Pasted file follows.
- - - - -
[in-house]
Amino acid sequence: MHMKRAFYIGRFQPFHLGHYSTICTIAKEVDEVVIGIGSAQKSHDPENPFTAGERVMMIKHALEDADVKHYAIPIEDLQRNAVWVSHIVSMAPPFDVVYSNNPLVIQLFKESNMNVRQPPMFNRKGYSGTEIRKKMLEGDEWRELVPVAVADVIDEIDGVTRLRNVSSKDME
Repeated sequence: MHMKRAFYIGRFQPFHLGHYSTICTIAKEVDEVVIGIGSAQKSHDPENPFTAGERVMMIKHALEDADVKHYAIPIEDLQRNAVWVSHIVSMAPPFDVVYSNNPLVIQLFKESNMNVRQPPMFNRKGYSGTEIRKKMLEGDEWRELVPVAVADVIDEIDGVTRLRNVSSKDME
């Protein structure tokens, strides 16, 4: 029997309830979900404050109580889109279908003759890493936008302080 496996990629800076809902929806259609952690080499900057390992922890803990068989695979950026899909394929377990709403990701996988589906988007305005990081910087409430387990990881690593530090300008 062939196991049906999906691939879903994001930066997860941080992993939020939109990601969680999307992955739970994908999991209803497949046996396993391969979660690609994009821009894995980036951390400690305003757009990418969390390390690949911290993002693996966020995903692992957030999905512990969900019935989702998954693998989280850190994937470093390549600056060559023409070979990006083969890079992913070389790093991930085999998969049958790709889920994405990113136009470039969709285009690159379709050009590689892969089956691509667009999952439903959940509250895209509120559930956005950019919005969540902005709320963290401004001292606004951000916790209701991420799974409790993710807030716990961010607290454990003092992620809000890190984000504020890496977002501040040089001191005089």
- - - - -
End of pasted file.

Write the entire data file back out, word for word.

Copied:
[in-house]
Amino acid sequence: MHMKRAFYIGRFQPFHLGHYSTICTIAKEVDEVVIGIGSAQKSHDPENPFTAGERVMMIKHALEDADVKHYAIPIEDLQRNAVWVSHIVSMAPPFDVVYSNNPLVIQLFKESNMNVRQPPMFNRKGYSGTEIRKKMLEGDEWRELVPVAVADVIDEIDGVTRLRNVSSKDME
Repeated sequence: MHMKRAFYIGRFQPFHLGHYSTICTIAKEVDEVVIGIGSAQKSHDPENPFTAGERVMMIKHALEDADVKHYAIPIEDLQRNAVWVSHIVSMAPPFDVVYSNNPLVIQLFKESNMNVRQPPMFNRKGYSGTEIRKKMLEGDEWRELVPVAVADVIDEIDGVTRLRNVSSKDME
């Protein structure tokens, strides 16, 4: 029997309830979900404050109580889109279908003759890493936008302080 496996990629800076809902929806259609952690080499900057390992922890803990068989695979950026899909394929377990709403990701996988589906988007305005990081910087409430387990990881690593530090300008 062939196991049906999906691939879903994001930066997860941080992993939020939109990601969680999307992955739970994908999991209803497949046996396993391969979660690609994009821009894995980036951390400690305003757009990418969390390390690949911290993002693996966020995903692992957030999905512990969900019935989702998954693998989280850190994937470093390549600056060559023409070979990006083969890079992913070389790093991930085999998969049958790709889920994405990113136009470039969709285009690159379709050009590689892969089956691509667009999952439903959940509250895209509120559930956005950019919005969540902005709320963290401004001292606004951000916790209701991420799974409790993710807030716990961010607290454990003092992620809000890190984000504020890496977002501040040089001191005089």